The subject of employment is always a tough one to tackle. For one thing, women weren’t even considered employable for much of our history. For another, unpaid workers like slaves, indentured servants were never part of the statistics. This leads to very skewed historical records, which makes it hard to fully appreciate the complexities of unemployment and how they affect us personally and culturally.
A Brief Introduction to the Complexities of Unemployment
In this era, mothers who do in-home child care as well as housekeeping, personal shopping, and other jobs that only ‘count’ if a stranger pays you for them are never added to employment rosters. Acknowledging that work as valid would mean someone has to address the lack of wages and it’s often easier to gloss over inconvenient data. Under the table, workers like the massive influx of illegal immigrants who do everything from janitorial work to picking fruit go unaccounted for.
Other illegal professions such as prostitutes and drug dealers aren’t included because despite the hours worked or wages earned, it’s easier to ignore than include. If you illegally do a legal job, then it ‘counts,’ but the reverse is never true. Society chooses to ignore some people, and statistics reflect the truth of that like a sad mirror. Many employers wrongfully classify their employees as freelance workers or otherwise fail to report wages paid for tax evasion purposes, and these are just a few examples.
As this is being written, the unemployment rate is low in the USA. Though not quite as low as the record 2.50% reported in May of 1953, we’re sitting at a respectable 3.6% this month according to one site. However, in 1982, more than one in ten Americans were unemployed toward the end of the year and far worse during the Great Depression. We don’t have statistics from that era, but there were so few jobs to go around that polyglots (People who speak more than two languages) with multiple degrees and a plethora of skills couldn’t get a job flipping burgers. Statistics aren’t everything, however, and it all depends on how you look at things. That said, let’s take a look at the easily identifiable forms of unemployment and their root causes.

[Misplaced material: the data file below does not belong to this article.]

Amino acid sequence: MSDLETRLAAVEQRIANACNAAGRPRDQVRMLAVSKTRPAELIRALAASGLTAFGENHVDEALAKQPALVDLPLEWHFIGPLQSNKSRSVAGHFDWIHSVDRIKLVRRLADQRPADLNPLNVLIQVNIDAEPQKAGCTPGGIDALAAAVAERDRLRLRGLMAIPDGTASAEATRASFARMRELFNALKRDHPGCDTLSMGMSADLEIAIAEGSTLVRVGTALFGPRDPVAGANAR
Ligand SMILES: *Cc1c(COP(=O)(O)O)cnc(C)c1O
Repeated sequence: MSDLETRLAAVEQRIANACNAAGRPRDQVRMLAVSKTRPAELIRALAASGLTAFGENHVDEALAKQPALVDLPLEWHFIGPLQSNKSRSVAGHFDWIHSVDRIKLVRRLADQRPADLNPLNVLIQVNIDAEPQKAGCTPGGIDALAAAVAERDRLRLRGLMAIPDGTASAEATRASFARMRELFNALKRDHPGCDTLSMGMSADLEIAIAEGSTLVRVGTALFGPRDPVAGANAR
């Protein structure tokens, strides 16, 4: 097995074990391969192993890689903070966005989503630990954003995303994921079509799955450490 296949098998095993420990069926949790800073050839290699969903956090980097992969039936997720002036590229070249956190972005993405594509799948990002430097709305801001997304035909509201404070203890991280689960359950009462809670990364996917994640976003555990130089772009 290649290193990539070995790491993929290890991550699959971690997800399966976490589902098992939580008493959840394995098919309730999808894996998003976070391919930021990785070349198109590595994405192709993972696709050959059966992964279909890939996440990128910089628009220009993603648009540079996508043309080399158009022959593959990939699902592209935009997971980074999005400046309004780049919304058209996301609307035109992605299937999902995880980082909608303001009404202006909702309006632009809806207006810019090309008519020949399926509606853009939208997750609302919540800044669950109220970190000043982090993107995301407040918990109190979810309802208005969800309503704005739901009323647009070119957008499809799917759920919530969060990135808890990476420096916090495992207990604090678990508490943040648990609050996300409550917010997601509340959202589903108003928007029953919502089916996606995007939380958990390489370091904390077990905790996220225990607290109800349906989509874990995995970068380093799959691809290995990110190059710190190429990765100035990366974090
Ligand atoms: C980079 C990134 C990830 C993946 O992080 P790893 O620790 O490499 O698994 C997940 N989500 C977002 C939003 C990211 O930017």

Classical or Real Wage Unemployment
When the compensation required is more than a business is willing to pay, you have a classical unemployment. The problem of wages being too high may seem silly to most modern Americans. A strange example of this would be the situation that happened with the latest and final season of Sister Wives. The adults on the show had salaries higher than TLC was willing or able to pay given the ratings on the previous season. As a result, the cast had to propose taking a 3/4 pay cut to afford operating costs and stay employed.
Economic changes drive cyclical unemployment. When things are going well for a country economically, companies have a higher demand for their services or products. This drives entire industries to hire more employees. More people working helps drive the upward trend because they have money to make purchases of their own.
When there’s an economic downswing, the same companies can no longer afford to maintain the higher levels of staff. Since they can’t pay and aren’t doing enough business to need so many employees, the hiring companies lay people off, or close. Obviously, this creates unemployment and increases the economic downturn because those employees are out of work and not spending as much money on products and services.
You might just as easily call this unemployment “Temporary Unemployment.” Frictional unemployment is what happens when workers are laid off, fired or quit and they’re between jobs, but actively hunting. Another form of frictional unemployment occurs when people are first entering or re-entering the workforce. Graduating students, parents on leave after a pregnancy, or professors who went on sabbatical are great examples of this. Frictional unemployment is intended to describe a short term situation. The frictionally unemployed make up a large percentage of those who are on SNAP or Family Assistance, formerly known as food stamps or welfare. Most of these people transition quickly back to the workforce. Sadly, this isn’t always the case which leads us to the next form of unemployment.